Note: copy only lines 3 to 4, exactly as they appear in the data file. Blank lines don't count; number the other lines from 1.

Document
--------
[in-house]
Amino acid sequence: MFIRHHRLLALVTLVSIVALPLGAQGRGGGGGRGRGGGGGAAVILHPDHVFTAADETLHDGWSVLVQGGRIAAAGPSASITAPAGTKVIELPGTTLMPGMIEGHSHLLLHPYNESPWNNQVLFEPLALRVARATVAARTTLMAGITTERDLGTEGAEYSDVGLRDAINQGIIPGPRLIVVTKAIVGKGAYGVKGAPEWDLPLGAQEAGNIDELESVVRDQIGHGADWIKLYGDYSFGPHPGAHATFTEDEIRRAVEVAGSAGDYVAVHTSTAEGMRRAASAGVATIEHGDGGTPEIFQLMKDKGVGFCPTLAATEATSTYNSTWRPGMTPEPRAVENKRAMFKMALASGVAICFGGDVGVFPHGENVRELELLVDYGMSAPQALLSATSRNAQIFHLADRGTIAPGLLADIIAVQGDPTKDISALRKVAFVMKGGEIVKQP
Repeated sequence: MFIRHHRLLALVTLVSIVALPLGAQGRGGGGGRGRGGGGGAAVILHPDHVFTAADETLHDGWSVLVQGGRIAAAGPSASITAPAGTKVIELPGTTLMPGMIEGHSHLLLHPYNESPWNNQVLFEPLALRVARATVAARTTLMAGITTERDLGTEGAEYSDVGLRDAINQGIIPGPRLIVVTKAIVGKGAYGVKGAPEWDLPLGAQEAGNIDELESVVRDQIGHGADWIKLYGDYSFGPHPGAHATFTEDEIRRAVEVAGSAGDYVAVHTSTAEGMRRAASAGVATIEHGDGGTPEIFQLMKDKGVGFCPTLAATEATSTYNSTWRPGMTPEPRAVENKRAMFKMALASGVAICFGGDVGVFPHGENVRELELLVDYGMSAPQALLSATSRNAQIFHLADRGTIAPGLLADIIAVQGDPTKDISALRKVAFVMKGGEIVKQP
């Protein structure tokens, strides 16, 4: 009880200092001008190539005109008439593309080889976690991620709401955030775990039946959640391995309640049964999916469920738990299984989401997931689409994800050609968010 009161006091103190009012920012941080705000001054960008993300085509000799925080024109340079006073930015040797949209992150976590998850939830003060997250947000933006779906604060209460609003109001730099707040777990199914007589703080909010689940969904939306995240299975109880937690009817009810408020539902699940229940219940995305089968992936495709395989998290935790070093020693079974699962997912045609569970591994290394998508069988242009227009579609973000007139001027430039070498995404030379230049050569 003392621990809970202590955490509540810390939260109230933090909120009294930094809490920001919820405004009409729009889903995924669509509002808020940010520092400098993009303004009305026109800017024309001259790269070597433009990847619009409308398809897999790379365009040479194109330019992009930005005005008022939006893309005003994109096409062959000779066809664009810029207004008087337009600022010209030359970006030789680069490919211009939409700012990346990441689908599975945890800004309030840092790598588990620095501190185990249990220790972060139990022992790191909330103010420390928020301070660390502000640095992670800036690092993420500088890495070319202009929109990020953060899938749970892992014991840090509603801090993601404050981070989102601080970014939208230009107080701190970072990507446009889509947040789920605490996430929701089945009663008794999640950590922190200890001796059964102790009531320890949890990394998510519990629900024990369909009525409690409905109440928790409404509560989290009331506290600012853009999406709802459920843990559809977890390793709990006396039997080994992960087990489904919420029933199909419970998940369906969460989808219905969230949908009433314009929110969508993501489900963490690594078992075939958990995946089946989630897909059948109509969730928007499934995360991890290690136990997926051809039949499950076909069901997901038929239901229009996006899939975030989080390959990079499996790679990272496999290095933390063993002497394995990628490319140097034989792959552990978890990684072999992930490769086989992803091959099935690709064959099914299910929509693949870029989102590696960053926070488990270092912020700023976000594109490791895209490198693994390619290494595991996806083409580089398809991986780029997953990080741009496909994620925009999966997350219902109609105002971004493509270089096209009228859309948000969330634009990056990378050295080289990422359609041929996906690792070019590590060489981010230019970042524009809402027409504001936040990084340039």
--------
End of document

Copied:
Repeated sequence: MFIRHHRLLALVTLVSIVALPLGAQGRGGGGGRGRGGGGGAAVILHPDHVFTAADETLHDGWSVLVQGGRIAAAGPSASITAPAGTKVIELPGTTLMPGMIEGHSHLLLHPYNESPWNNQVLFEPLALRVARATVAARTTLMAGITTERDLGTEGAEYSDVGLRDAINQGIIPGPRLIVVTKAIVGKGAYGVKGAPEWDLPLGAQEAGNIDELESVVRDQIGHGADWIKLYGDYSFGPHPGAHATFTEDEIRRAVEVAGSAGDYVAVHTSTAEGMRRAASAGVATIEHGDGGTPEIFQLMKDKGVGFCPTLAATEATSTYNSTWRPGMTPEPRAVENKRAMFKMALASGVAICFGGDVGVFPHGENVRELELLVDYGMSAPQALLSATSRNAQIFHLADRGTIAPGLLADIIAVQGDPTKDISALRKVAFVMKGGEIVKQP
């Protein structure tokens, strides 16, 4: 009880200092001008190539005109008439593309080889976690991620709401955030775990039946959640391995309640049964999916469920738990299984989401997931689409994800050609968010 009161006091103190009012920012941080705000001054960008993300085509000799925080024109340079006073930015040797949209992150976590998850939830003060997250947000933006779906604060209460609003109001730099707040777990199914007589703080909010689940969904939306995240299975109880937690009817009810408020539902699940229940219940995305089968992936495709395989998290935790070093020693079974699962997912045609569970591994290394998508069988242009227009579609973000007139001027430039070498995404030379230049050569 003392621990809970202590955490509540810390939260109230933090909120009294930094809490920001919820405004009409729009889903995924669509509002808020940010520092400098993009303004009305026109800017024309001259790269070597433009990847619009409308398809897999790379365009040479194109330019992009930005005005008022939006893309005003994109096409062959000779066809664009810029207004008087337009600022010209030359970006030789680069490919211009939409700012990346990441689908599975945890800004309030840092790598588990620095501190185990249990220790972060139990022992790191909330103010420390928020301070660390502000640095992670800036690092993420500088890495070319202009929109990020953060899938749970892992014991840090509603801090993601404050981070989102601080970014939208230009107080701190970072990507446009889509947040789920605490996430929701089945009663008794999640950590922190200890001796059964102790009531320890949890990394998510519990629900024990369909009525409690409905109440928790409404509560989290009331506290600012853009999406709802459920843990559809977890390793709990006396039997080994992960087990489904919420029933199909419970998940369906969460989808219905969230949908009433314009929110969508993501489900963490690594078992075939958990995946089946989630897909059948109509969730928007499934995360991890290690136990997926051809039949499950076909069901997901038929239901229009996006899939975030989080390959990079499996790679990272496999290095933390063993002497394995990628490319140097034989792959552990978890990684072999992930490769086989992803091959099935690709064959099914299910929509693949870029989102590696960053926070488990270092912020700023976000594109490791895209490198693994390619290494595991996806083409580089398809991986780029997953990080741009496909994620925009999966997350219902109609105002971004493509270089096209009228859309948000969330634009990056990378050295080289990422359609041929996906690792070019590590060489981010230019970042524009809402027409504001936040990084340039």